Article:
Human Rights

‘Let hope unite us,’ Nadia Murad says in UAE in her first appearance as a Nobel laureate

Iraq

Iraqi Yazidi human rights activist and 2018 Nobel Peace Prize laureat Nadia Murad speaks during the opening ceremony of the Investing in the Future conference held in Emirati city of Sharjah on October 24, 2018

Nadia Murad, the co-recipient of the 2018 Nobel Peace Prize, made her first appearance after receiving the award at a conference in the UAE on Wednesday, where she urged the world to protect minorities.

“Rebuilding and protecting minorities is a choice,” she said at the international conference “Investing in the Future” in Sharjah. “The global community can make the right choice. We can choose to protect minorities and ensure that extinction is not an outcome for any people or culture,” she said.

Addressing the inaugural session, Murad said persecutors of minorities and the underprivileged should be held accountable.

“We must work together with determination – to prove that genocidal campaigns will not only fail but also lead to accountability for the perpetrators and justice for the survivors. Survivors deserve a safe and secure pathway home,” Murad said.

Murad, the first Iraqi woman to receive the peace award, said that the world should focus on humanity, not war, and overcome political and cultural divisions.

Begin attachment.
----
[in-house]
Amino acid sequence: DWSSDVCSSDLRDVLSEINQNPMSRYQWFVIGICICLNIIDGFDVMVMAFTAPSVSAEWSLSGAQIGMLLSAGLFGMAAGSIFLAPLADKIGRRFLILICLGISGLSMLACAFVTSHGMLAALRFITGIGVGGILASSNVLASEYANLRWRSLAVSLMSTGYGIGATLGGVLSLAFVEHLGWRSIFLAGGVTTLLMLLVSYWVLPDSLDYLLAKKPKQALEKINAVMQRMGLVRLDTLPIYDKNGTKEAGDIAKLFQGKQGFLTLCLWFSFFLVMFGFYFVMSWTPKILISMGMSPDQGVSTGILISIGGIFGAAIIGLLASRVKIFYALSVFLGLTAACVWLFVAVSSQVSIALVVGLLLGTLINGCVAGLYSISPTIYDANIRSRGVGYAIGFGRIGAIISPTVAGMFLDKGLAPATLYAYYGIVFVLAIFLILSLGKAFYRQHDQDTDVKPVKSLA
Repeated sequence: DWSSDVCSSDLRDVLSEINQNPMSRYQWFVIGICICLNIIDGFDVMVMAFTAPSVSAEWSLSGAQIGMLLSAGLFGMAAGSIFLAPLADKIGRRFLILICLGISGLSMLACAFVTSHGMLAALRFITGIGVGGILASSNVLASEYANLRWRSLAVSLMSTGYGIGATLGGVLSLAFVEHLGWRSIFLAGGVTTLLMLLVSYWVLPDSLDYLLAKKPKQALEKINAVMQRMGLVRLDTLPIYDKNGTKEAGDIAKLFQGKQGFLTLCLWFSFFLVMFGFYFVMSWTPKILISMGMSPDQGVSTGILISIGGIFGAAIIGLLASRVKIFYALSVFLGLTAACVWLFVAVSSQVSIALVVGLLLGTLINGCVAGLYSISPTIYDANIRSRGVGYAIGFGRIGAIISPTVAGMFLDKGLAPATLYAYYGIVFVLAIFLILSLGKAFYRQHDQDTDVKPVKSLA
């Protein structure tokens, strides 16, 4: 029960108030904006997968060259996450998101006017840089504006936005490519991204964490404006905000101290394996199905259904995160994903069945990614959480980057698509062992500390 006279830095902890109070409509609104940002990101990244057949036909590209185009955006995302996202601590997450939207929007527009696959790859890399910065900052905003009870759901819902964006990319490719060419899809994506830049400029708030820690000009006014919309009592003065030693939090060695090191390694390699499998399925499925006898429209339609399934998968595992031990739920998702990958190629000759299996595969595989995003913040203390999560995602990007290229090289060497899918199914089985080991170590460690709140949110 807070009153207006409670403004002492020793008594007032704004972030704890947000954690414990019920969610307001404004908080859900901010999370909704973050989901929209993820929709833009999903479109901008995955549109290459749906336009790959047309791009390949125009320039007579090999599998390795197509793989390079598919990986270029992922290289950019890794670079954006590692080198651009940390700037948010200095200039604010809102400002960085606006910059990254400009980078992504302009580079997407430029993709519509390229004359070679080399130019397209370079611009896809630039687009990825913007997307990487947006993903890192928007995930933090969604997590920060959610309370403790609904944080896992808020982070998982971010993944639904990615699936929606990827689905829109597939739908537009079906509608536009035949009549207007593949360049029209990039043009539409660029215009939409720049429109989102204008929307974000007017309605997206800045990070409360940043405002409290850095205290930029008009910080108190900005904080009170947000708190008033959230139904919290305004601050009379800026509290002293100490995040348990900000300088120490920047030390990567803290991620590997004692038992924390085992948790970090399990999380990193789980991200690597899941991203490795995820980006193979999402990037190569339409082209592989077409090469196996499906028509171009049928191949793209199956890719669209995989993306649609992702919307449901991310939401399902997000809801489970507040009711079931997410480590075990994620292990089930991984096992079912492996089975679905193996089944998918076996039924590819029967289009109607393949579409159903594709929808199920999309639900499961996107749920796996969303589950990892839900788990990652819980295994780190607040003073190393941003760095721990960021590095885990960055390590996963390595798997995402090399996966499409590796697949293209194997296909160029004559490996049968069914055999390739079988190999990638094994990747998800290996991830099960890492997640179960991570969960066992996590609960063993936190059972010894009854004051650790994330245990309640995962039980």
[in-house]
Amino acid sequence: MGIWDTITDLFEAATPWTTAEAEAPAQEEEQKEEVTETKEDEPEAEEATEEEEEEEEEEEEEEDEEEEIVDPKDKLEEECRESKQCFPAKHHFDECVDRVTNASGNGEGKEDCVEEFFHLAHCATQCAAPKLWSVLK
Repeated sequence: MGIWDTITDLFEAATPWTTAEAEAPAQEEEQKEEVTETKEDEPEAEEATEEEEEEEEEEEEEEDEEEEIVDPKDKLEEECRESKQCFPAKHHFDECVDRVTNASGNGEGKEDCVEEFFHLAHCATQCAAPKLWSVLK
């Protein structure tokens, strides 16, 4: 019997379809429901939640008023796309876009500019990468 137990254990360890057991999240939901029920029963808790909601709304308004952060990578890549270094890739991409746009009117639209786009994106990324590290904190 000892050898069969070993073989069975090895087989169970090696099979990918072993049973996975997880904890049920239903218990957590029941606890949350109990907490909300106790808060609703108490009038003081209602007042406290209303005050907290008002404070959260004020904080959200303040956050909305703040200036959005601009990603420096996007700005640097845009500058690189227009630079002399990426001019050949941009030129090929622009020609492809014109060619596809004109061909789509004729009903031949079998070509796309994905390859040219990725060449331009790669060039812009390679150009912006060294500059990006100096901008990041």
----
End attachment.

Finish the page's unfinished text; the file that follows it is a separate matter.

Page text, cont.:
“Let hope unite us. Let humanity unite us. For hope and humanity is the choice we can give our children – it is what our children deserve.  We can make the peace and prosperity the reality for future generations,” she said.

Murad termed the Daesh attack on her village as genocide. “On Aug. 3, 2014 the world endured yet another genocide. In the early morning hours ISIS attacked my village and many other villages to begin a campaign of ethnic cleansing. Some were murdered immediately and others were taken prisoners and endured unspeakable acts of violence.”

Murad formed a fund to support Yazidi minorities, Sinjar Action Fund (SAF), which is dedicated to rebuilding Sinjar, the Yazidi homeland.

“Like many minority groups, the Yazidis have carried the weight of historical persecution. Women in particular have suffered greatly as they have been, and continue to be, the victims of sexual violence,” she said.

“I survived to raise the voices of the countless, nameless, forgotten faces of genocide and sexual violence,” said Murad.

Murad, who dedicated her prize money to her cause, asked all governments and non-governmental organizations to join in her  efforts to rebuild Sinjar.

“It is possible for Yazidis to return to their homes; it is possible to rebuild. Collectively, we have the resources to repair the communities ravaged by ISIS and restore basic services.”

Image: AFP

Article: Arab News